Cancer Support Community’s Cancer Experience Registry: Its Purpose, Value, and Need of Navigator Support

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Cancer Support Community’s Cancer Experience Registry: Its Purpose, Value, and Need of Navigator Support

Oncology nurse navigators work to improve outcomes for individuals with cancer by educating patients, providing support, and finding solutions to numerous access-to-care challenges. In a given day, we deal with each individual’s financial, psychological, and social aspects of care, as well as issues related to communications with the oncology team. Although patients have unique challenges, often the lack of a resource, policy, or healthcare system solution that would work for most is all too apparent.

The Cancer Support Community (CSC) has created a forum for recording both individual cancer patient voices as well as the collective experience of patients, survivors, and caregivers. It’s called the Cancer Experience Registry, and it provides the cancer community with the opportunity to follow aggregated patient and caregiver experiences over time, and to analyze data across cancer types, with an eye toward improving care and outcomes.

The CSC is the largest professionally led nonprofit network of cancer support worldwide. Its mission is to ensure that all people affected by cancer are empowered by knowledge, strengthened by action, and sustained by the community. CSC delivers education, support services, and tools for all people affected by cancer and conducts advocacy and research initiatives (www.cancersupportcommunity.org).

CSC is also the home of the Research and Training Institute (RTI), a first-of-its-kind endeavor, dedicated to studying the psychosocial and behavioral effects of cancer. The Cancer Experience Registry is a key initiative of the RTI, created to better understand the emotional and social aspects of living with cancer for patients and caregivers. Registry participants answer questions about the emotional aspects of treatment decision-making; stress around the cost of cancer care; the impact of treatment side effects; the effects on family, friends, and work; gaps in support services; degree of satisfaction in communicating with healthcare providers; what they wish they knew from the start; what they would like other patients and caregivers to know; and the uncertainty of living with a cancer diagnosis.

The Registry was launched in 2013 and now has more than 9000 patient and caregiver participants. Individuals with a cancer diagnosis and their caregivers can join at any stage of their journey. It is free and confidential. There’s a general Registry for all cancer patients and specific programs for metastatic breast cancer, multiple myeloma, chronic myeloid leukemia, lung cancer, chronic lymphocytic leukemia, prostate cancer, melanoma, stomach cancer, and gastroesophageal junction. There’s also a Registry for caregivers. The various Registry surveys are created with the help of advisory groups that include patients, clinicians, psychosocial and medical researchers, patient advocates, and industry.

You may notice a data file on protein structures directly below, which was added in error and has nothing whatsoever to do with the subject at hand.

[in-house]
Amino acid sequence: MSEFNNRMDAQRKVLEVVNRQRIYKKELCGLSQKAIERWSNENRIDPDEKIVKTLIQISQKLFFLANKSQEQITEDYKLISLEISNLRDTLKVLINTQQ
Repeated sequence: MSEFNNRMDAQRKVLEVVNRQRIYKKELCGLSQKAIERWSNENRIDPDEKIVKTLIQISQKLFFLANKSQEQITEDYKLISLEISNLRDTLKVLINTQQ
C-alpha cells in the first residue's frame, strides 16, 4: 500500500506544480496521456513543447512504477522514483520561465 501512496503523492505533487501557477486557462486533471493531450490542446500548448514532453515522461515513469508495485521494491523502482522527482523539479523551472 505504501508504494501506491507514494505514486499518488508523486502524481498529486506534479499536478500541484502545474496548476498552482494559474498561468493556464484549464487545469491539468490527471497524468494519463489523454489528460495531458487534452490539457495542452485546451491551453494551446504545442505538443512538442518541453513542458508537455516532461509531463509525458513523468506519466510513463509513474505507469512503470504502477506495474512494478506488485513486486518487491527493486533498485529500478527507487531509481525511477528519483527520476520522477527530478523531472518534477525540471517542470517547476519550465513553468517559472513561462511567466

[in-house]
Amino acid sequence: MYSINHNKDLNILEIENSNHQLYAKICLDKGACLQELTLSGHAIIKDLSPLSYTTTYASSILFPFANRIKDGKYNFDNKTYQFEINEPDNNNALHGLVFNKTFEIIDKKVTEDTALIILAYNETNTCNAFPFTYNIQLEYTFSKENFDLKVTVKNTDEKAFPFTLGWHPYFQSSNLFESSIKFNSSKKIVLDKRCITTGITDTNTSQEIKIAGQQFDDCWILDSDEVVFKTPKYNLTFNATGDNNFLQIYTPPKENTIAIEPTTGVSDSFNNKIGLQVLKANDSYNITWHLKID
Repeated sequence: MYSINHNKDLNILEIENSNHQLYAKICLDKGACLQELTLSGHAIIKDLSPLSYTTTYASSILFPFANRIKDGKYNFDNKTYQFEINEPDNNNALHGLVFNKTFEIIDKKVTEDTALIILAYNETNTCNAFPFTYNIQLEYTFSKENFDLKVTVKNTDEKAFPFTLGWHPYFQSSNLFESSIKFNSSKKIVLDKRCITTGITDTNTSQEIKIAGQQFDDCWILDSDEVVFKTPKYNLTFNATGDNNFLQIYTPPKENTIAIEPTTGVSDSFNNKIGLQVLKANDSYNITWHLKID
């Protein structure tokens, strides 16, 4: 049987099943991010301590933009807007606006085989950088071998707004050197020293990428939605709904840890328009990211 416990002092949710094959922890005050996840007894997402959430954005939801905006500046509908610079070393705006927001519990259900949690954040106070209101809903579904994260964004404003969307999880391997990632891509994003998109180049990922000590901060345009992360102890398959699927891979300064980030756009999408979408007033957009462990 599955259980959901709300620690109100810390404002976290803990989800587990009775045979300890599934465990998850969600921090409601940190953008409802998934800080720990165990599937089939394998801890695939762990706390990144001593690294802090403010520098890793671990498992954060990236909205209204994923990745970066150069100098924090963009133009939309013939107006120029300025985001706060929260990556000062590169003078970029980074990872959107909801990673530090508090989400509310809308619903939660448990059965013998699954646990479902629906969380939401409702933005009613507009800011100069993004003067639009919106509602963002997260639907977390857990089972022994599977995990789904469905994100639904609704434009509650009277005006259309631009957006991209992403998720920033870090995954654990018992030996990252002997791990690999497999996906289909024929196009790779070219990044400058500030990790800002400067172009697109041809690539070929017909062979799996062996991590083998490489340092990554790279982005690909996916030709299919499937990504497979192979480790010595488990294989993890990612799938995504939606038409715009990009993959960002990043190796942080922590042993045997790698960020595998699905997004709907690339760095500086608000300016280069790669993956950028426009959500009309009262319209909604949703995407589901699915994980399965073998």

When patients and caregivers join the Registry, they have the chance to share their experiences and help improve quality of life for themselves and others. Patterns and insights emerge through their contributions that will help the cancer community better address the social, emotional, and financial challenges of a cancer diagnosis. Most participants use the web-based tool, but paper surveys are also available for individuals without online access. The web-based tool also shows participants how others have responded to specific sections of the survey.

CSC is committed to sharing data with the cancer community. The RTI team collaborates with advisors, clinicians, and researchers to analyze and report Registry data and findings, and welcomes your interest in collaborating on both Registry outreach and data dissemination. Registry findings have been presented at the American Society of Clinical Oncology annual and special meetings, the American Society of Hematology annual meeting, the American Psychosocial Oncology Society annual meeting, and others. See more about abstracts, presentations, and publications at www.cancersupportcommunity.org/publications-presentations.

Please contact Joanne Buzaglo, Senior Vice President of CSC’s RTI, if you are interested in getting involved with the Registry as an advisor or coauthor.

You can visit www.cancersupportcommunity.org for more information about how the Registry benefits patients and professionals and view videos explaining the Registry at www.cancersupportcommunity.org/our-research/research-training-institute#tab3.

The more people who participate in the Registry, the more information the cancer community will have to address the emotional and social aspects of living with cancer. Please encourage your patients and their caregivers to participate in the Registry. Share this information with your colleagues and your social network. And please join the Registry if you have experience to share as a cancer survivor or caregiver.

Easy registration information for patients and caregivers is at www.cancerexperienceregistry.org/join-cancer-experience-registry.

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